Over the past decade the Canadian tech start-up scene has enjoyed numerous successes that have taken the world by storm. Yet there have also been more than a few frustrations felt that show that the nation has some way to go before it can compete with the likes of Silicon Valley.
In particular it’s the way that the majority of Canadian start-ups seem to be swiftly sold off to US companies that has suggested that these fledgling tech firms aren’t receiving the help they need from venture capital companies in order to make the leap from promising start-up to established middle-league brand.
Last year’s initial public offering of Shopify quickly illustrated how the Ottowa-based eCommerce firm could become a template for Canadian start-ups by showing how a homegrown company can mature in Canada and overcome the difficulties that have been encountered by other new brands.
But as this case study into Christie Medical shows, there are issues of scaling up that have to be dealt with in order for the nascent Canadian tech scene to really reap the benefits of the digital revolution.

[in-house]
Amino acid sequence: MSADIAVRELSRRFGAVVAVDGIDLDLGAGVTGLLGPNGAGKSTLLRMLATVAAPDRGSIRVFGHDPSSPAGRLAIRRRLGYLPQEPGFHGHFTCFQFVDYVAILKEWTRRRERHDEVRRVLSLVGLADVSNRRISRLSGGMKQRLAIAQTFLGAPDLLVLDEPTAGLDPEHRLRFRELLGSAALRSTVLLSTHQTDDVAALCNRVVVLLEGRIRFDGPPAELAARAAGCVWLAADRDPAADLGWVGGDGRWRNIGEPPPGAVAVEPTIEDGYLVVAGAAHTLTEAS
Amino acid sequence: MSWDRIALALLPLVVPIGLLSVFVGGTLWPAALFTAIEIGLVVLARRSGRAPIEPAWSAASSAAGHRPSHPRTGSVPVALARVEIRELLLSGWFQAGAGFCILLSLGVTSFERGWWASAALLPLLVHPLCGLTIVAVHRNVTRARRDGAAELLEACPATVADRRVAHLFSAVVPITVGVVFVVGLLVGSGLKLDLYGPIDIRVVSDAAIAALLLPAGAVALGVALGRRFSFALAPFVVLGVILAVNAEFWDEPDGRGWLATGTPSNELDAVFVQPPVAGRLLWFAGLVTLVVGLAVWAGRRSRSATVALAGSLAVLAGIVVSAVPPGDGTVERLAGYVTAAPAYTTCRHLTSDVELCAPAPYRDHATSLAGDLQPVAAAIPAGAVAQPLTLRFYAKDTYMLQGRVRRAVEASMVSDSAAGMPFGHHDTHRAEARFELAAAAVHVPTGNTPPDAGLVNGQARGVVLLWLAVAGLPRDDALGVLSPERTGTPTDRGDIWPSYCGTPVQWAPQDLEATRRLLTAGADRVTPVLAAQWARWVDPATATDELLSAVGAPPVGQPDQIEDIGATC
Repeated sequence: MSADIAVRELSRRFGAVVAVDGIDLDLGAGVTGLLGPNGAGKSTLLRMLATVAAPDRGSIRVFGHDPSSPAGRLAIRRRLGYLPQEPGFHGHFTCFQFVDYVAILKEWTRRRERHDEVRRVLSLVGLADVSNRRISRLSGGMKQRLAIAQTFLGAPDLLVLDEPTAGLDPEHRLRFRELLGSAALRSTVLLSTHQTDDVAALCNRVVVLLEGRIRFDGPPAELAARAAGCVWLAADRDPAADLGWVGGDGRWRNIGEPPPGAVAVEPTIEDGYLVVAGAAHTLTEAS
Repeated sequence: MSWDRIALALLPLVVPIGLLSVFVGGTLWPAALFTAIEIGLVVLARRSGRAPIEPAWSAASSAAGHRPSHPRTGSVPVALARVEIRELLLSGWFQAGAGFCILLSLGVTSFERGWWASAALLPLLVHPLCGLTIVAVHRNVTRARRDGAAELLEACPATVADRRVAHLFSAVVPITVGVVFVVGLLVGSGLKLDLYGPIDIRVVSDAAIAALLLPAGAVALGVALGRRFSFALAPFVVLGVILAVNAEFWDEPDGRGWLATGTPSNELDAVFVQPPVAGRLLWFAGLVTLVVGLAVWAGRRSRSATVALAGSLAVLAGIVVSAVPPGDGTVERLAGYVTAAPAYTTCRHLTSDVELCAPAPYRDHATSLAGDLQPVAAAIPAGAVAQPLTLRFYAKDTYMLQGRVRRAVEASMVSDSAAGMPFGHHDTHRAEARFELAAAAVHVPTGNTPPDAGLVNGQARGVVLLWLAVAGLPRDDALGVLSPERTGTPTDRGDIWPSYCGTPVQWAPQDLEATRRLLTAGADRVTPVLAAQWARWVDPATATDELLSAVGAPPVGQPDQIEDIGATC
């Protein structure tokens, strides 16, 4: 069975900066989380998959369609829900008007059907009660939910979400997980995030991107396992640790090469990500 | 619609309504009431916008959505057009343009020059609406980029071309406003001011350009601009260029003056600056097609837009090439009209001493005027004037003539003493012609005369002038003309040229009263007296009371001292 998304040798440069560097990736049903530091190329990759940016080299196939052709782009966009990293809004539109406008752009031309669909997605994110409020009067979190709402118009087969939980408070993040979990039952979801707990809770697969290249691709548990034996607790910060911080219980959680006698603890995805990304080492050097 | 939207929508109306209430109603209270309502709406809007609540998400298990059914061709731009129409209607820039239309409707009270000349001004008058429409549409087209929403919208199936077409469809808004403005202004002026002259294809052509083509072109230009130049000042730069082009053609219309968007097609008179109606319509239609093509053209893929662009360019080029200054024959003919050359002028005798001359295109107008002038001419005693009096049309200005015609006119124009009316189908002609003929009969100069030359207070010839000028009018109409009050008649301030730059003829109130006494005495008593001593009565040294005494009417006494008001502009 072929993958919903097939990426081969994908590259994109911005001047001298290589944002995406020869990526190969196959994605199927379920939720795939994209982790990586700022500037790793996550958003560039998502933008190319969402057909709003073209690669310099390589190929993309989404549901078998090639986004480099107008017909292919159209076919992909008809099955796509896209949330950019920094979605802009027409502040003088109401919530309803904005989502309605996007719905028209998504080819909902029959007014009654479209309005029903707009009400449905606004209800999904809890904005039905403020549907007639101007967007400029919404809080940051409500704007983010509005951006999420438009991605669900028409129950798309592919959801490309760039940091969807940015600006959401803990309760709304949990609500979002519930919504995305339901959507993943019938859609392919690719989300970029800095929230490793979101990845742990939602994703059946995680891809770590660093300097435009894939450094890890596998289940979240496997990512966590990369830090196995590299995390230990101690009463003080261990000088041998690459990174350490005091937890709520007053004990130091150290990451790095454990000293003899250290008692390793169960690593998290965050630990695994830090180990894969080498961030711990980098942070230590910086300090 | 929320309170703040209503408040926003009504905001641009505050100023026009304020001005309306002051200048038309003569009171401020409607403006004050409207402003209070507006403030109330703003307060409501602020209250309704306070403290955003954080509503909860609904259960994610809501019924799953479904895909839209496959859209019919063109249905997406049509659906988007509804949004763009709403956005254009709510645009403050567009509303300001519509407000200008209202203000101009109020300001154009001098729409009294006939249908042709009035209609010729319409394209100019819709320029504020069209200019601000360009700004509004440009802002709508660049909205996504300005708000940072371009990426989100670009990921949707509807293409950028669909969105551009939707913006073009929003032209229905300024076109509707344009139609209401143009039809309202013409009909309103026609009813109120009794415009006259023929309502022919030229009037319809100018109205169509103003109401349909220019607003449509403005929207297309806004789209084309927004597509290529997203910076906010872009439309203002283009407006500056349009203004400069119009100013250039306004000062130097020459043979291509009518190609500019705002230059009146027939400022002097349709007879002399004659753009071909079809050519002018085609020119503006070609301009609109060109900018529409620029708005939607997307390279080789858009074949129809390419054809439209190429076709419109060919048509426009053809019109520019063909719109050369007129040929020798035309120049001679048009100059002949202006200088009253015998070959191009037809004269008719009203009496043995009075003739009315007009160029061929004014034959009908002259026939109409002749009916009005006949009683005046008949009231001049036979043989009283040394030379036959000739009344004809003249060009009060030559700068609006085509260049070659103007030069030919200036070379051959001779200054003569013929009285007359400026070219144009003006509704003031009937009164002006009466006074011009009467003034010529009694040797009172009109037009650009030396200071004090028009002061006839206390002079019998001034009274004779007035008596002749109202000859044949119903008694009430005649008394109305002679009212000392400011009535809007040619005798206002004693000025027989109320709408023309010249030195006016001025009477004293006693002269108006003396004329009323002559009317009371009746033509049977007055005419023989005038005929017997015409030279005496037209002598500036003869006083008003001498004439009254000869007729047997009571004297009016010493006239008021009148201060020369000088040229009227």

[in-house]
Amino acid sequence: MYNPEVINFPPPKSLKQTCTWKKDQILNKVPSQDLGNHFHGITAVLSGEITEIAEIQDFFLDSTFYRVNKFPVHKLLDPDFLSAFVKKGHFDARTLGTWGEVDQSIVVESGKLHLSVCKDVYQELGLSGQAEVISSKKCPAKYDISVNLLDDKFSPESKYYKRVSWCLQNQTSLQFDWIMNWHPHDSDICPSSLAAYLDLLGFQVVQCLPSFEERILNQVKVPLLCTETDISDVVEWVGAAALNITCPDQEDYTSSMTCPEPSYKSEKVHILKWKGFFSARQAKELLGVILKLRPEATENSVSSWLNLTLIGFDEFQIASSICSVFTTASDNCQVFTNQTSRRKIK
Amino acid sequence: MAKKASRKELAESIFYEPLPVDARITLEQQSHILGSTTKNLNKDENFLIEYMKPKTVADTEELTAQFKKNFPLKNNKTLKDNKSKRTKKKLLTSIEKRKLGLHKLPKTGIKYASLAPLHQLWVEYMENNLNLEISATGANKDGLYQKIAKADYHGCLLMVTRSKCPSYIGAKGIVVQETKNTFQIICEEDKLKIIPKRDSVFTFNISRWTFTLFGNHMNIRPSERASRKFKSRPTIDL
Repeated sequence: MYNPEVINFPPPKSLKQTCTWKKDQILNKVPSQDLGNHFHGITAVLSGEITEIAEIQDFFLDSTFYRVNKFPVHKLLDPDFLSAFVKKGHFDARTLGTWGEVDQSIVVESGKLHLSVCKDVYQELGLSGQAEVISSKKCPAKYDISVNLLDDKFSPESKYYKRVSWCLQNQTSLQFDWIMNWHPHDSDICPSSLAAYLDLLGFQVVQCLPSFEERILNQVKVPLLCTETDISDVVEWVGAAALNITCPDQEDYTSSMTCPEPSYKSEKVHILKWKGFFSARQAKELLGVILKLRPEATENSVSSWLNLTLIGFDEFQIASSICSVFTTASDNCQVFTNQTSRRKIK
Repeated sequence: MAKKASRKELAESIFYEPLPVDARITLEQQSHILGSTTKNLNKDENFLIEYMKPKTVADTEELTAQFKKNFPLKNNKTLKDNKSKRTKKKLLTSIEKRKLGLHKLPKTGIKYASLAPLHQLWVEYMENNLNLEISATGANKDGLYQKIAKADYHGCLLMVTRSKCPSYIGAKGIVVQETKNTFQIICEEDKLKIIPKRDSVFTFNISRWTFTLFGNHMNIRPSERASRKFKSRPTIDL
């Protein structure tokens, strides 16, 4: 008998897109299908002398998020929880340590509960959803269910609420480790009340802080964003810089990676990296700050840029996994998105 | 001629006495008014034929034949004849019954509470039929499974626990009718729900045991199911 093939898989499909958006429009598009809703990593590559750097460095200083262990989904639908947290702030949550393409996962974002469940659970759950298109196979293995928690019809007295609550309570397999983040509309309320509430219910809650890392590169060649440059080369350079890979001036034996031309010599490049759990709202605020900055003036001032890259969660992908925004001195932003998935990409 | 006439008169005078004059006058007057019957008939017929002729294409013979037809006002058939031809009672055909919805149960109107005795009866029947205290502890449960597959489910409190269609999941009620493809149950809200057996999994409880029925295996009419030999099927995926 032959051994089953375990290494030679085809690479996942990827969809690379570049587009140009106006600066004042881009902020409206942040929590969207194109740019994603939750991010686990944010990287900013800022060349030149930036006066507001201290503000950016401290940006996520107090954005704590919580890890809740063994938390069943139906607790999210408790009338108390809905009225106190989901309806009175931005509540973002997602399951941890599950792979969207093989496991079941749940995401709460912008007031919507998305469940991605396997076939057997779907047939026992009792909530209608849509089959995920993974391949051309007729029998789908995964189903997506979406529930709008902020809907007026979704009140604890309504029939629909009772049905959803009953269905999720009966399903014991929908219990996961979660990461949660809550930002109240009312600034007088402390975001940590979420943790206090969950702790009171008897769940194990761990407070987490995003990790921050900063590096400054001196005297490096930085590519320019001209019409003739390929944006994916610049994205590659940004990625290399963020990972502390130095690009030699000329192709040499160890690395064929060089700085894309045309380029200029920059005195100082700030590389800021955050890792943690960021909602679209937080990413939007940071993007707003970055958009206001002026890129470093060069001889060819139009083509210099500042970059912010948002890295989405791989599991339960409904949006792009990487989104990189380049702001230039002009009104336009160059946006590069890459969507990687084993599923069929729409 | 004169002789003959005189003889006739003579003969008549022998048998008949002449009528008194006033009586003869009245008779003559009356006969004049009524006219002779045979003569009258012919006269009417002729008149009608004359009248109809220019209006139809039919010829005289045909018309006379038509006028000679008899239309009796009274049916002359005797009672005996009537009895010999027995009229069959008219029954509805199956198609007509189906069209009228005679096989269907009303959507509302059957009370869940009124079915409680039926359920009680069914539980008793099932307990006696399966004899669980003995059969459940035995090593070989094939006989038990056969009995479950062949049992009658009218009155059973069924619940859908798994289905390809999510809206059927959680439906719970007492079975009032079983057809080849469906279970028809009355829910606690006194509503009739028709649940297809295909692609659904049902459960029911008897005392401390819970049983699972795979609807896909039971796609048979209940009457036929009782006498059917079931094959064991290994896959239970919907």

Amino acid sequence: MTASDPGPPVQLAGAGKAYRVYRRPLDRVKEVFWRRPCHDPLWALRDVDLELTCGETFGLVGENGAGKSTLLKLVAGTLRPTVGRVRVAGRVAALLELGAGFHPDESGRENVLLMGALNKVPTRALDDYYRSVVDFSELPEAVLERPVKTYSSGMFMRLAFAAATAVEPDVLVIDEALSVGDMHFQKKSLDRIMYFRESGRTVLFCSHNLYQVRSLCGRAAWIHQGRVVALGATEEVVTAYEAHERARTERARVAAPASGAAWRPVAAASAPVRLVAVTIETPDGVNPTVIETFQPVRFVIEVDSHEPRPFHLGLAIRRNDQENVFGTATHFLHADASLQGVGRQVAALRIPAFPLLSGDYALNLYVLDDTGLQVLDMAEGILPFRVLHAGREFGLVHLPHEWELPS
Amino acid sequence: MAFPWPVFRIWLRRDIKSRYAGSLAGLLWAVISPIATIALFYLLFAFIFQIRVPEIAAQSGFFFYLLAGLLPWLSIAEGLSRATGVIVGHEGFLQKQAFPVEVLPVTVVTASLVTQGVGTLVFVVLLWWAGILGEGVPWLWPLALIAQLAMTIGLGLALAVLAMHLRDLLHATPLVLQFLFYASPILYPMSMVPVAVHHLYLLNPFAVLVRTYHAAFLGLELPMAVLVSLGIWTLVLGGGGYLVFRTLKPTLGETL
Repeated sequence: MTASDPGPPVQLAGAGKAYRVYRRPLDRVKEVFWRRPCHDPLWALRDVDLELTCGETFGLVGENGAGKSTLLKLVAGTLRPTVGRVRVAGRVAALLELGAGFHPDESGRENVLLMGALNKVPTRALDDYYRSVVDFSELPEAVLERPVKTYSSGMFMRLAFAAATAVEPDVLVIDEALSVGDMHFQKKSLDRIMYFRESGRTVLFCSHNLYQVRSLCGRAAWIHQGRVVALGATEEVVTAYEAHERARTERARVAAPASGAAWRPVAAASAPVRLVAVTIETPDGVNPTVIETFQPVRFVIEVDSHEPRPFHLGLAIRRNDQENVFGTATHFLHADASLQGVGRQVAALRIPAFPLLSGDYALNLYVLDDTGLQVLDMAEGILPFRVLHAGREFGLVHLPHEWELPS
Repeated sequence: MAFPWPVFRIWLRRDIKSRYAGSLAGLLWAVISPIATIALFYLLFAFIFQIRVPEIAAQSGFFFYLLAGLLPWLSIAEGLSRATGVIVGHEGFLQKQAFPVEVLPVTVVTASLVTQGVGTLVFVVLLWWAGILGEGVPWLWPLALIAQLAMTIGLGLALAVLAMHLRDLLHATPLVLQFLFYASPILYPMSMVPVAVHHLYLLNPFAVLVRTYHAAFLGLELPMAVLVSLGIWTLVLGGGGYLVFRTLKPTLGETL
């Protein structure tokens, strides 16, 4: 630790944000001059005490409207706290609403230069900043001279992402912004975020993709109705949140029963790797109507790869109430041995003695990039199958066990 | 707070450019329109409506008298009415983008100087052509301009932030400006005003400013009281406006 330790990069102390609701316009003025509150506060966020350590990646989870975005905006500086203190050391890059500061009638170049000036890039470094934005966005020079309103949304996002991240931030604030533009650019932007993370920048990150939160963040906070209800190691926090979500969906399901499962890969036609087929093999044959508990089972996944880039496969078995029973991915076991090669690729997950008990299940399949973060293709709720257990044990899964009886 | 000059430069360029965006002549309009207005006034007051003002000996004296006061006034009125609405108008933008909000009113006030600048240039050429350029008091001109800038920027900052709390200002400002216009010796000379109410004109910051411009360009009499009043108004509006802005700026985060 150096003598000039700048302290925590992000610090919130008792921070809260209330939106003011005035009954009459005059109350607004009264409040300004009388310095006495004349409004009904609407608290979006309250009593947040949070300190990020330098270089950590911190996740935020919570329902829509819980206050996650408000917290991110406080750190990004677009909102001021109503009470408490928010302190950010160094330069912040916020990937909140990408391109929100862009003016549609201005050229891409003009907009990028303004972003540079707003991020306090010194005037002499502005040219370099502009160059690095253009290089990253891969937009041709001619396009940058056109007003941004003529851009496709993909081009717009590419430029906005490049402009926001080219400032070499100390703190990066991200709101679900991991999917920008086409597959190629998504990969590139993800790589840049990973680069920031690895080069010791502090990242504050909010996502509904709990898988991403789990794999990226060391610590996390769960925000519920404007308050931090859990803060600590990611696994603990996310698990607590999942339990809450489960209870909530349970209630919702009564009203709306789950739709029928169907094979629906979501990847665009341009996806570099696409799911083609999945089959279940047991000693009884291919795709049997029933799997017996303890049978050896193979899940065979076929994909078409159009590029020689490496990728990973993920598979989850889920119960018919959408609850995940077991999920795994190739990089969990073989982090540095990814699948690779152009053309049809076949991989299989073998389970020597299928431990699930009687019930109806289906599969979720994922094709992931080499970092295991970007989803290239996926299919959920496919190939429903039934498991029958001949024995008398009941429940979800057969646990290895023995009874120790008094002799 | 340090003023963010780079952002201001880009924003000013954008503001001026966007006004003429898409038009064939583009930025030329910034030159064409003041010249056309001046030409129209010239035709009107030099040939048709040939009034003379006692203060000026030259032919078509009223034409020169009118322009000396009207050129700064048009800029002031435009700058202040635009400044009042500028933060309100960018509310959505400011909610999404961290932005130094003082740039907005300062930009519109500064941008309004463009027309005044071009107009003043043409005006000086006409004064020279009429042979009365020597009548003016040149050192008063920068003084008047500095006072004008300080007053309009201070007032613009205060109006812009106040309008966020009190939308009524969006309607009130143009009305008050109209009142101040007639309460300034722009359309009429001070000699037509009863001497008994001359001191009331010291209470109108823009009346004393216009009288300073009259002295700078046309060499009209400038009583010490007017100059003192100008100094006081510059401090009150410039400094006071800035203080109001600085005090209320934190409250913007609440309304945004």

In particular, it’s thought that developing a suitably robust homegrown infrastructure that’s capable of stopping the flow of talent south of the border will be essential if the Canadian start-up scene is to succeed.
Brands like Hootsuite have successfully developed a model that allows them to operate their social media management systems from their Vancouver headquarters. And similarly, Red Flush online casino have allowed Canadian gamers to access a wide range of slots, poker and roulette games regardless of time or location that overcomes the nation’s somewhat restrictive gambling legislation.
The way that Red Flush casino have been able to overcome the constraints of borders is a concept that’s also been enjoyed by other notable Canadian start-ups with the likes of Zootly who operate out of both New York and Kitchener, Ontario to deliver their revolutionary logistics app.
And whilst Red Flush casino have brought gambling games like blackjack and poker into the 21st century thanks to the latest in video technology, the Vancouver-based Shoes.com have shown that the digital revolution can come to our real-life shopping centres too.
This is because the firm have opened up many pop-up stores in major cities across Canada that will feature one brand per month and show that even if you’re away from your smartphone you can still enjoy the best of Canadian start-ups.
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